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Italian Embassy Highlights Future of Quantum Computing

By Virginia Sciolino

The world of quantum computing is filled with technical and theoretical terms like qubits, superposition, annealing and quantum logic gates. Yet, the initial introductory remarks at the Italian Embassy’s June 19 discussion, “Quantum Computing: Progress and Prospects,” didn’t come from a mechanical engineer. They came from Alessandro Goppion, the CEO of Goppion S.p.A.

The Italian company is famous for designing and building display cases for protecting priceless museum features such as the “Mona Lisa.” But Goppion’s newest project is a display case for the first commercial quantum computer, the IBM Q System One.

The collaboration aims to produce a quantum computer that is both functional and beautiful, according to IBM Senior Manager Bob Wisnieff, one of the panelists at the event. “The challenge is to make it beautiful” to show that “we have begun to enter a new world.”

Using quantum mechanics, quantum computers unlock processing power to solve problems outside of the abilities of classical computers.

In conventional computers, information is stored as a series of 0s and 1s, called bits. Quantum computers store information in qubits, which can represent both 0 and 1 at the same time. This phenomenon, called superposition, allows quantum computers to hold more information and to process complex functions simultaneously.

Qubits may also be interconnected, or entangled, from a distance. This property means that, as qubits are added to a quantum computer, its processing capacity increases exponentially.

These computing capabilities could revolutionize the modern world.

Bob Wisnieff, Celia Merzbacher, Alexandra Levine, Valentina Harizanov, and Jake Taylor
From left to right, panelists Bob Wisnieff, Celia Merzbacher, Alexandra Levine, Valentina Harizanov, and Jake Taylor discussed the status and future of quantum computers.  Photos: courtesy of Goppion and the Embassy of Italy.

The panel discussion, moderated by Politico technology reporter Alexandra Levine, was composed of Wisnieff; Valentina Harizanov, mathematics professor at George Washington University; Celia Merzbacher, associate director of the Quantum Economic Development Consortium; Fabio Sciarrino, professor in the Physics Department at the University of Rome la Sapienza; and Jake Taylor, assistant director for quantum information science at the White House. They discussed the status and future of quantum computers.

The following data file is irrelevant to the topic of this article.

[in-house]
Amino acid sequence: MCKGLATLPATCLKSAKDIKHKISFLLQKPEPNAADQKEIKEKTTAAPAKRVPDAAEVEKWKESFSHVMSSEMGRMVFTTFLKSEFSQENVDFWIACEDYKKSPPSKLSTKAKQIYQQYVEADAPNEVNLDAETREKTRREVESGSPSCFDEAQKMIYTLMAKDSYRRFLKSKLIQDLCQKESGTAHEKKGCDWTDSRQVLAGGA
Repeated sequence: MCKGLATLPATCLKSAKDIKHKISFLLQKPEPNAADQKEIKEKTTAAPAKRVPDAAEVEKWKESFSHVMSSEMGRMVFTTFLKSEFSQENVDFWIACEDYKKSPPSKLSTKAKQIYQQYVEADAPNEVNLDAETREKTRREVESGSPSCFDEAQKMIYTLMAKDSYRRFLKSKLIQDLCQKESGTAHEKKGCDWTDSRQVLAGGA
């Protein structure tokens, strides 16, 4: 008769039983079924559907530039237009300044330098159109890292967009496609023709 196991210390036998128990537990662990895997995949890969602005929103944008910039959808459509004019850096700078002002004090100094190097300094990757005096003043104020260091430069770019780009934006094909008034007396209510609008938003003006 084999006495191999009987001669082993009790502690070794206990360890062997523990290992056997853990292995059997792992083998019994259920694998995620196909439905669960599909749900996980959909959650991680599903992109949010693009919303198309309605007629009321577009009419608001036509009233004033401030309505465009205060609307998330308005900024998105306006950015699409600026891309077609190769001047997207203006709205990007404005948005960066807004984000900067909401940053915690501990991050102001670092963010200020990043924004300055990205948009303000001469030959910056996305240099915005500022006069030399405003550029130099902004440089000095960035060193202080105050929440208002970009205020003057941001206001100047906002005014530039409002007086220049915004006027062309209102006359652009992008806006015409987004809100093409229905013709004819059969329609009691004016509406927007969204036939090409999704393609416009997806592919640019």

Harizanov and Wisnieff explained that much of quantum computing is in its theoretical stages. Today’s quantum computers are in the developmental phase, comparable to slow, mammoth traditional computers of the 1950s.

Wisnieff said IBM is committed to further research and development to make the machines a reality in everyday living.

According to the panelists, quantum computing could unlock massive developments in energy, technology and culture. Quantum computing could “allow for driverless cars, optimize the energy grid space,” said Merzbacher

Quantum’s fluidity could also make online shopping safer, through quantum cryptography, and revolutionize linguistics. Merzbacher said that quantum’s complexity and fluidity may have the capacity to translate more accurately, potentially eliminating the need to “learn a common language, like English.”

While quantum linguistics and driverless cars may be on the horizon, quantum has less distant applications.